I know this is getting long winded but I felt that I needed to back my position. I think that a debt ceiling of 15 trillion dollars needs to be passed but only with a balanced budget amendment. This is not a and/or type of thing this is a must-have-both type of thing. At 15 trillion dollars we can pay our debtors and begin to start the painful process of cutting the budget and raising taxes, or in my opinion changing the tax system entirely to a more “Fair” type of deal. This is what the first step needs to be to get this debt and deficit turned around, we are past the point of being able to make small adjustments to keep our country in line, and we are now at the moment where a major change needs to take place.

    These are all just pieces in a long and painful process of getting this whole deal turned around. I would love to hear some comments on what I have said and if there are any corrections I would love to be told so. Just keep in mind these are my opinions and how I feel so be gentle. 

    Funny nugget of information: The total debt of the US including public and intra-governmental when all is tallied is 64 trillion dollars. The total GDP of the entire world in one year is only 56 trillion dollars… just a thought.

    Like or Dislike: Thumb up 3 Thumb down 0

  27. A voice from another precinct says:

    Wpw! This is just like listening to a debate between Madelyn Murray O’Hair and Jerry Fallwell back in the day. Everybody has their own articles of faith that are immutable and resistant to both reality and the arguments of others to the contrary. No wonder we can’t solve the budget problem!

    Like or Dislike: Thumb up 0 Thumb down 1

  28. mpw280 says:

    precinct, prove that the higher taxes on less people will solve the problem, you can’t. When tax revenue goes up so does spending and promissory spending. You can say my arguments don’t solve anything but you put absolutely nothing forward. So show me the money, where you gonna get it and where you gonna spend it. You have no beliefs as I see your post other than to say mine are wrong, but you have the cat in the bag and I think we all know where that is going, right with norm, ip, et al. TAX THE RICH, you can’t cut spending. To which my reply is the same, pay more taxes if you feel you aren’t paying enough but don’t ask me to pay, I pay enough. mpw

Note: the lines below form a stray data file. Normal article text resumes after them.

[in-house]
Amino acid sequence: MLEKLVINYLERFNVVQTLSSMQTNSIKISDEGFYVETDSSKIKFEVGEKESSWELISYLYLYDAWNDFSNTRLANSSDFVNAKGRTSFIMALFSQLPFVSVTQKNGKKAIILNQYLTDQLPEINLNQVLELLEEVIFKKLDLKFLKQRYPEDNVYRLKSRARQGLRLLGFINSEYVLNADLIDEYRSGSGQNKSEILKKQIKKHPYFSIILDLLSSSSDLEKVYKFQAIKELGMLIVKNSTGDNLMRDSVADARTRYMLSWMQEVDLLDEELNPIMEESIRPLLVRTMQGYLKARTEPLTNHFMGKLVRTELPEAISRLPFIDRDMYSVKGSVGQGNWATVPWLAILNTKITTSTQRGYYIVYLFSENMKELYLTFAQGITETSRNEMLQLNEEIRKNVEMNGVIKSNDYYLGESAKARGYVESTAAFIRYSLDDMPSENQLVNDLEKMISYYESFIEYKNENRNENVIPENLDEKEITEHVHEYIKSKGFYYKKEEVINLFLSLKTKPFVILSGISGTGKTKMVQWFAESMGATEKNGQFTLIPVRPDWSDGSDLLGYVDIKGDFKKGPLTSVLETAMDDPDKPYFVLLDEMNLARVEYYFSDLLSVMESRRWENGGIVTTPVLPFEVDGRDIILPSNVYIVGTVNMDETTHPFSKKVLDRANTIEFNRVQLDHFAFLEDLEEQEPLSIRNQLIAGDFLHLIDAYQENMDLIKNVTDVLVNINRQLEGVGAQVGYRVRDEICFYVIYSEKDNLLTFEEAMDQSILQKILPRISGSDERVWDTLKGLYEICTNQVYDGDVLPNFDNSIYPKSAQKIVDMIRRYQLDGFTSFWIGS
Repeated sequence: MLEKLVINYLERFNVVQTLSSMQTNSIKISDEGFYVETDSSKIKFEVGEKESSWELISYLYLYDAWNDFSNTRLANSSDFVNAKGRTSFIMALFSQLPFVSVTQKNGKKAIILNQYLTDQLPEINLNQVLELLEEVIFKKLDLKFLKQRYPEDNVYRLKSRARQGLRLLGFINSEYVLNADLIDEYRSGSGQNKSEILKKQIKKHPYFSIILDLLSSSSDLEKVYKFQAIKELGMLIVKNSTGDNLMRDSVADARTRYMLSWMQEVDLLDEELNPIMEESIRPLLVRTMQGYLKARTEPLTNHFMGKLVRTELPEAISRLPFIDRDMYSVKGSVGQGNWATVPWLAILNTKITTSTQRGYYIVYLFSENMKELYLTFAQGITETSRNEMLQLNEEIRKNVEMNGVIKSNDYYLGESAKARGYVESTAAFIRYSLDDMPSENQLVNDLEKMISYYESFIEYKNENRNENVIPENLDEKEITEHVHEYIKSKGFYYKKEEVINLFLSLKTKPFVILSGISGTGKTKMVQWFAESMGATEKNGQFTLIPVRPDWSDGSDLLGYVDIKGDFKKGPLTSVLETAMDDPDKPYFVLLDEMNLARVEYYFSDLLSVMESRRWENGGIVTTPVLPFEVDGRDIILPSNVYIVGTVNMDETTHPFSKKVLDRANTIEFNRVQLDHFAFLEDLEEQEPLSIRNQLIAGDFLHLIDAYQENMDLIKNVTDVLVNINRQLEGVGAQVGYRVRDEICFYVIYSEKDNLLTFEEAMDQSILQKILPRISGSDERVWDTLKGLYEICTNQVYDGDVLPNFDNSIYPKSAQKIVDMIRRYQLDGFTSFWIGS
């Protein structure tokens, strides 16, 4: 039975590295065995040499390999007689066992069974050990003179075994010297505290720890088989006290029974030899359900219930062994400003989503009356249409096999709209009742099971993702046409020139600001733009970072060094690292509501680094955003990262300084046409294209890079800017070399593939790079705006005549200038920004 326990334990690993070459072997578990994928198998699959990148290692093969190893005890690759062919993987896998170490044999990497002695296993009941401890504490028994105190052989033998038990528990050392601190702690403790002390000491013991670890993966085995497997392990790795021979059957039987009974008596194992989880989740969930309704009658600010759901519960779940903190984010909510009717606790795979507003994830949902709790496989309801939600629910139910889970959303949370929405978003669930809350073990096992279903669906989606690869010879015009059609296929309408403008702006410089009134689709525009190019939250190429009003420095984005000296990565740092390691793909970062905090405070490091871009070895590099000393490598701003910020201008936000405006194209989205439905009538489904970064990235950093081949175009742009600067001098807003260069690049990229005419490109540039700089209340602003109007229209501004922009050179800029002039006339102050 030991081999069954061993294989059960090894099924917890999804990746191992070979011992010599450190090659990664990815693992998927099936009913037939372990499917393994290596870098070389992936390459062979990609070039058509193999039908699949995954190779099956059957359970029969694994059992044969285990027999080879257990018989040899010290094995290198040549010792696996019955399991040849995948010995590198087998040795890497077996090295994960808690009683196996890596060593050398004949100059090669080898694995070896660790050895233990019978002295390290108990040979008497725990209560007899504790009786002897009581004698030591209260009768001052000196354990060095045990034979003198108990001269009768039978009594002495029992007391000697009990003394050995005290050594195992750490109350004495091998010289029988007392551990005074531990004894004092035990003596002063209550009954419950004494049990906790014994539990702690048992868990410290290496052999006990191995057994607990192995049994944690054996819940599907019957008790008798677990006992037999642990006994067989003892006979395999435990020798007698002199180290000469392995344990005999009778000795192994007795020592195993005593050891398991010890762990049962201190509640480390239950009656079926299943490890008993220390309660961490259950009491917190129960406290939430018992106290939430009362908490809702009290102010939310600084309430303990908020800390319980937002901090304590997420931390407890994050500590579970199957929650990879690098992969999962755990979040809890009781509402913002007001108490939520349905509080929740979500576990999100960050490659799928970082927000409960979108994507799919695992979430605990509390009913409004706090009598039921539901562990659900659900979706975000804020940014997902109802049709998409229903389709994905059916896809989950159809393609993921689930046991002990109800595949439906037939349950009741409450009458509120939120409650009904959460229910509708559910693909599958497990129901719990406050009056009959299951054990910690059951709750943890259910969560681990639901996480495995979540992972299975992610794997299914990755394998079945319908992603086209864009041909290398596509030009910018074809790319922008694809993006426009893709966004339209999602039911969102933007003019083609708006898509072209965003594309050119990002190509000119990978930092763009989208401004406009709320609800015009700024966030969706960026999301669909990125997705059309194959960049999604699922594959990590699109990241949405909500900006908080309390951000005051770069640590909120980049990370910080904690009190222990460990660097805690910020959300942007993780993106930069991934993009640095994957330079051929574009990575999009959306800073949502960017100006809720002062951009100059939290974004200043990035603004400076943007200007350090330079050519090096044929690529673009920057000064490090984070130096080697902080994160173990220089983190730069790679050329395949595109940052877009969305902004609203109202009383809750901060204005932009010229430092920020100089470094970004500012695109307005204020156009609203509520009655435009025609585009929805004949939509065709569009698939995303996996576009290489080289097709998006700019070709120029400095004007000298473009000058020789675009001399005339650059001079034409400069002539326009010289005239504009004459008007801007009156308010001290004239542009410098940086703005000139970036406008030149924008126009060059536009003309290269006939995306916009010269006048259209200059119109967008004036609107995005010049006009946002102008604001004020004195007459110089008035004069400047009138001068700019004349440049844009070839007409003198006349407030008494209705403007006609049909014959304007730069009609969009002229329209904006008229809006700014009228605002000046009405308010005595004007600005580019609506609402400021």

Like or Dislike: Thumb up 1 Thumb down 0

  29. c.red says:

    Am I actually reading right? That people are actually advocating stopping Social Security checks now to avoid raising the debt ceiling? Uhm, I don’t have the numbers in front of me, but some large number (into the millions) depend on that money soley for food, utilities and housing. Do I have to state the obvious and say you sentencing these people to death for an arbitrary number? Not to mention the money they would stop putting into the economy, causing businesses to fail (and, incidentally, sending us right back into a recession).

    I hope you’re joking because that sounds fairly psychotic to me.

    (Not to mention the troops we would have to literally abandon around the world, assuming Dr. Taylor’sdiscretionary numbers are true, which I don’t doubt for a second.)

    Soylent Green for everyone!

    Like or Dislike: Thumb up 0 Thumb down 1

  30. c.red says:

    I’m not opposed to tweaks to Social Security (means testing, raising the retirement age) and we possibly need to make changes to Medicare and Medicaid, (which don’t involve making those programs ineffective.)

    (Regarding means testing SS, I seem to remember last year the conservative line was that the money was promised and we couldn’t do that because it would be cheating our citizens. I’m going to use the same line now and add “cheating our citizens that can least afford it.)

    But I’m more in favor of raising tax rates back to a reasonable level and eliminating subsidies and tax loopholes. I would be much more in favor of growing the economy by bringing manufacturing back to the US (and I think a big step would be to divest health care costs from businesses entirely) and investing in new technology research and education.